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Karen Litzinger is sometimes brought in by companies when they’re planning to lay people off. The career counselor in suburban Pittsburgh serves as a neutral third-party who can give workers information on resources available to help them find new positions.

She has no illusions that her presence will fend off the dismay and fear that often roils people as they absorb the hit.

“Even when people know there’s a rumbling of possible downsizing, it’s still a bit of a shock because there it is. It’s happening,” said Litzinger.

The recession officially ended years ago, but Chicago outplacement firm Challenger, Gray & Christmas Inc. recently calculated that U.S.-based firms are on pace this year to cut the most jobs since 2009, when 1.3 million layoffs were tallied.

It’s hard to be prepared for such a moment, but there are things that workers should do when it comes.

Joe D’Anna, career consultant at the nonprofit Jewish Family & Children’s Service’s Career Development Center in Pittsburgh, advises getting as much as possible in writing quickly. If the employee is entitled to severance, get that in writing. Details on health insurance and bonuses are also important.

If possible, get bosses or colleagues to write reference letters that can be included later in a package with a resume.

Beyond taking steps like filing for unemployment benefits, career counselors have some additional advice for the recently laid off.

First, don’t be in an all-fired rush to start looking for a job and don’t get caught in the trap of hitting send, send, send to get the resume out into the black hole of the Internet, said Litzinger.

“The first thing is not to take too much action,” she said.

It takes a little time to process the emotions that follow a job loss. Counselors like to refer to psychologist Elisabeth Kubler-Ross and her work on the stages of grief. That work wasn’t specifically targeted to the job market, but thinking about things like shock, denial, bargaining, anger and acceptance fit these scenarios well.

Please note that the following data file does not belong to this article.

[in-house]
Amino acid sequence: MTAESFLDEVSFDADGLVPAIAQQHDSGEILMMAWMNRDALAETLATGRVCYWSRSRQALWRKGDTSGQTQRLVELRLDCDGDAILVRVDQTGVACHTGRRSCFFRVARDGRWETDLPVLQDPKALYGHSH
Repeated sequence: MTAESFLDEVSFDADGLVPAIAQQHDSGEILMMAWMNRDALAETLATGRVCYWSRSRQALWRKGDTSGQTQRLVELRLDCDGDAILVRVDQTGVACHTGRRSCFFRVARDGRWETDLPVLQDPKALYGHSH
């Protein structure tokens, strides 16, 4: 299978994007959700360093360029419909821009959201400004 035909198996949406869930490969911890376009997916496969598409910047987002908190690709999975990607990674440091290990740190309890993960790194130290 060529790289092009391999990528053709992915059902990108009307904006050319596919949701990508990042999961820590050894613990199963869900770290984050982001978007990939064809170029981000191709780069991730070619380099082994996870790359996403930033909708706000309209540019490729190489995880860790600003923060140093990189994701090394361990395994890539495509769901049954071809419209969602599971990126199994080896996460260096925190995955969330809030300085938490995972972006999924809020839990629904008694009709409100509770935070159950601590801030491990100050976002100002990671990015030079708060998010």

Many laid-off workers go through a denial phase in which they think, “Oh, they’ll call me back,” said D’Anna. Then they reach the acceptance level and decide it’s time to move on.

That first emotional period can be a good time to think about whether you’re in the right field. Did you even like that job?

Take time to assess what you’d rather be doing. Litzinger said it can take training and time to shift career paths, but some people find it’s worth the effort.

Networking is the most productive way to find new employment — not sending resumes to chase openings posted on the Internet, she said. Once the job search begins in earnest, Litzinger recommends clients spend about 30 hours a week focused on finding new work, with at least 50 percent of that time devoted to networking.

That might mean going to industry events, participating in conversations on social media site LinkedIn, or having coffee with friends and people who can talk about a particular company or field.

It’s important to have the right attitude. Employers often don’t want to hire someone who is bitter and negative — one reason to allow time to work through those difficult emotions before venturing out.

Job seekers also shouldn’t focus too much on using those meetings over coffee to ask if there are openings, Litzinger said. Just take the time to learn about what they’re doing and what skills are needed for certain jobs. If people hear about something that’s open, they’ll likely bring that up on their own, she said.

Job hunters should pay attention to their own health and well-being. Litzinger advises exercising, eating healthy foods and volunteering an hour or two a week.

Sometimes volunteering can help in the job search — if the field is related or if it creates something purposeful to talk about with potential employers as the hunt drags on. But even if it doesn’t, it can feed the need to feel productive, she said.

The way that many employers hire has changed in recent years, said D’Anna, who noted he’s seen a spike in companies bringing people in on a project basis or as temporary employees. Companies like doing that because they can more easily shift their workforces as business changes and they can identify good employees. People used to a full-time job with benefits might find it less secure.

Even if a potential layoff isn’t looming, Litzinger advises workers to keep their skills up to date. “You always have to be thinking about your next job and building your next set of skills because there is no job security in any field.”

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